One of the most prevalent needs in the human condition is that of intimacy. Intimate relationships allow us to be vulnerable and share things that are deeply personal and guarded. If these are not handled with great care and compassion, we can experience deep shame and humiliation.
In our national civic discourse, we see devastating examples of a lack of empathy and compassion for each other. Our government leaders use bully tactics to berate, infantilize, and minimize those with whom they disagree. The cultural equating of intimacy with sex has resulted in people allowing themselves to be vulnerable without the requisite building of trust and emotional connection. Our inherent yearning for true intimacy, coupled with our experience of shame at the hands of those who have betrayed our own sense of what is good and true, can leave us mired in fear. As a result, we engage others with unrealistic expectations and misunderstandings that lead to disillusionment and the eventual disintegration of relationship. Lack of intimacy is often a contributing factor in addiction, depression, and bodily illness.
When you ask a monk a question, ask another and you may get a very different answer. It’s clear the fourteen of us – or even just a few – have a whole lot to say and many perspectives. We began with a long list of topics to discuss and from the start we had much to share.
We are so grateful to work with Jay Vogt, our organizational consultant and facilitator, this year. From our varied topics and desires, Jay created an overall scheme for the year and worked with a team of Brothers to plan the sessions. As more thoughts and desires emerged through the year, Jay kept adapting. Referring to our past intentions, the planned scheme for the year, and discoveries from recent discussions, he gave options for where we could go next. Jay prompted next steps and helped us proceed. He organized and facilitated sessions, keeping us all involved.
It is very hard to reflect on our monastic year of renewal without seeing it in the context of how our whole world will be changed and renewed by this time of pandemic. Renewal has everything to do with hope and confidence, and grasping a vision for the future. But how can we feel any of these things when week after week we are in lockdown, cut off perhaps from family and friends, fearful for our jobs and for the economy, and discouraged by gloomy stories in the newspapers? Rather than exuding hope and confidence, we are perhaps more likely to feel sad and listless.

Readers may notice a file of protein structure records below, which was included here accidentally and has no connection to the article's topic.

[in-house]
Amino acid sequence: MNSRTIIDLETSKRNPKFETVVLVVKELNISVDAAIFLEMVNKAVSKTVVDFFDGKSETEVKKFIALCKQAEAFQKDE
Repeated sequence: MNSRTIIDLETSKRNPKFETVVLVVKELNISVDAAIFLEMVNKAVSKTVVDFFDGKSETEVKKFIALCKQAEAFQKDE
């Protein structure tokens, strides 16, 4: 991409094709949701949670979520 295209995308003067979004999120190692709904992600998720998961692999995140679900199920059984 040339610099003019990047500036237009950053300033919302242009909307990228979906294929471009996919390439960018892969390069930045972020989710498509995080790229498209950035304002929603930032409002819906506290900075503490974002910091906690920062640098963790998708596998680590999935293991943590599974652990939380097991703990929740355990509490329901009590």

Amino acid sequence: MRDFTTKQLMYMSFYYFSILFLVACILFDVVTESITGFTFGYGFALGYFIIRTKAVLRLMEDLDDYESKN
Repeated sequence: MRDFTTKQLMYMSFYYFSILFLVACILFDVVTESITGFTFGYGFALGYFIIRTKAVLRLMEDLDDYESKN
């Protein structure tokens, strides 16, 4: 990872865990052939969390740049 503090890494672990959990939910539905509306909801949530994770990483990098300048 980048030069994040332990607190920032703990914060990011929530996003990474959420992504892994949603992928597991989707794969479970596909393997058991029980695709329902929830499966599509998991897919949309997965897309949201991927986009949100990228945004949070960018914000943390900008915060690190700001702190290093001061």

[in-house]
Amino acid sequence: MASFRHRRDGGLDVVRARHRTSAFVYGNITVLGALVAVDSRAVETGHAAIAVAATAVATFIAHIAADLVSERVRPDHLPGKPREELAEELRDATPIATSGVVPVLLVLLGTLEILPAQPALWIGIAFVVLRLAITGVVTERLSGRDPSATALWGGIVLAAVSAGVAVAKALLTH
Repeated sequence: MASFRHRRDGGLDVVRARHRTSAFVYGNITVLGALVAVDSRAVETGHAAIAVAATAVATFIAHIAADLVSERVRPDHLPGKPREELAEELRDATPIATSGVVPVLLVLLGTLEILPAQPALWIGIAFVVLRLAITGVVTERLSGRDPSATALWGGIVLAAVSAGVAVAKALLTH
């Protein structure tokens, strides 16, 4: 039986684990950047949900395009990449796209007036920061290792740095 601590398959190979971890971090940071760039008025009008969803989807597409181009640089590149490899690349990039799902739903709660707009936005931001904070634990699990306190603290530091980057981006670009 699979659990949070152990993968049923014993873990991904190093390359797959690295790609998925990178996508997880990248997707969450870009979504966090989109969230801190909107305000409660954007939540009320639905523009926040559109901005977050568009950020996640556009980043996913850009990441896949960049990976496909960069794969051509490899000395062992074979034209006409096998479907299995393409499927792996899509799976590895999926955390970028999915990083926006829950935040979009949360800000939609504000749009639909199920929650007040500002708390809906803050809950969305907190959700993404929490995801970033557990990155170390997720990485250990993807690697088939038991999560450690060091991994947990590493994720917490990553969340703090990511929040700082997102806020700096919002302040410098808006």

Our founder, Richard Meux Benson, coined the turn of phrase “men of the moment” to envision the timeliness of SSJE’s life and witness. Far from being the traditional imitators of bygone days, we are to be “men of the present moment and its life.” What does the present moment invite? This question has informed our year of praying, talking, and listening with one another. We have also been in communication with friends and advisors who companion us.
Weighty choices in life require us to consider the risk involved in taking one path over against another. This is a skill we’re having to employ almost daily now as a result of the danger posed by the coronavirus. Will we risk taking public transportation, or going to the grocery store, or running an errand, when we know a deadly virus is on the loose? When will the risk be low enough that we can begin to gather again with others and return to our work or to places of worship? Knowing that the stakes are high makes this risky business.
Father Benson is reputed to have said that no religious community should survive past the first generation. I think that what he meant by that is that no religious community will survive if it simply addresses the needs of a bygone era. We aren’t in the business of addressing the needs of the Church from a century ago, or a decade ago, or even a year or a week ago. Each community needs to found itself anew for the present age.
In many ways we have done that in this community. In each generation our community has re-formed, if not re-founded itself, to meet the needs of the contemporary Church. When the Church needed solid catholic priests for parishes, SSJE provided that. When the Church needed missionaries in underserved areas, and places far removed from the center of things, we provided that. When people needed food, or clothing, or education, or medical care, we provided that. When the Church needed people to help form those in leadership, whether lay or ordained, we provided that. When the Church needed competent spiritual directors and retreat leaders, we provided that.
Like our predecessors in the Society our call today is to drink deeply from our own history and tradition, but not to be antiquarians. We are called today to look at ourselves through the lens of our histories, and to discover what it is from the past that may be of service in the present. To recover, or uncover, or discover those elements of our histories – Benedictine, Dominican, Ignatian, Vincentian – that speak to the needs of the contemporary Church. We are called to found a new Society of Saint John the Evangelist for this age.
To do so, we need to know our histories; to drink deeply enough that we are refreshed, but not so deeply as to become bloated and unable to move. We need to be prepared to look critically at our histories and see what can be carried into the future, and what also needs to be respectfully laid aside.
The work of the historian is to study the past from a variety of angles and to discover the various histories in their fullness and complexity. Unlike the antiquarian, the work of the historian does not end there. The historian needs to interpret those histories in light of the present moment so that the lessons of the past are relevant to the present and the future.
That, I believe, is what Father Benson did in the early days when our community was founded. He looked to the past to see what it might hold for the present and the future. This remains our task today: to look at our past and to discover what it might say to the present and the future. In that way, a new Society of Saint John the Evangelist will be founded, one that will address, not the needs of the Victorian Church, but the needs of the church as it exists today, and perhaps tomorrow.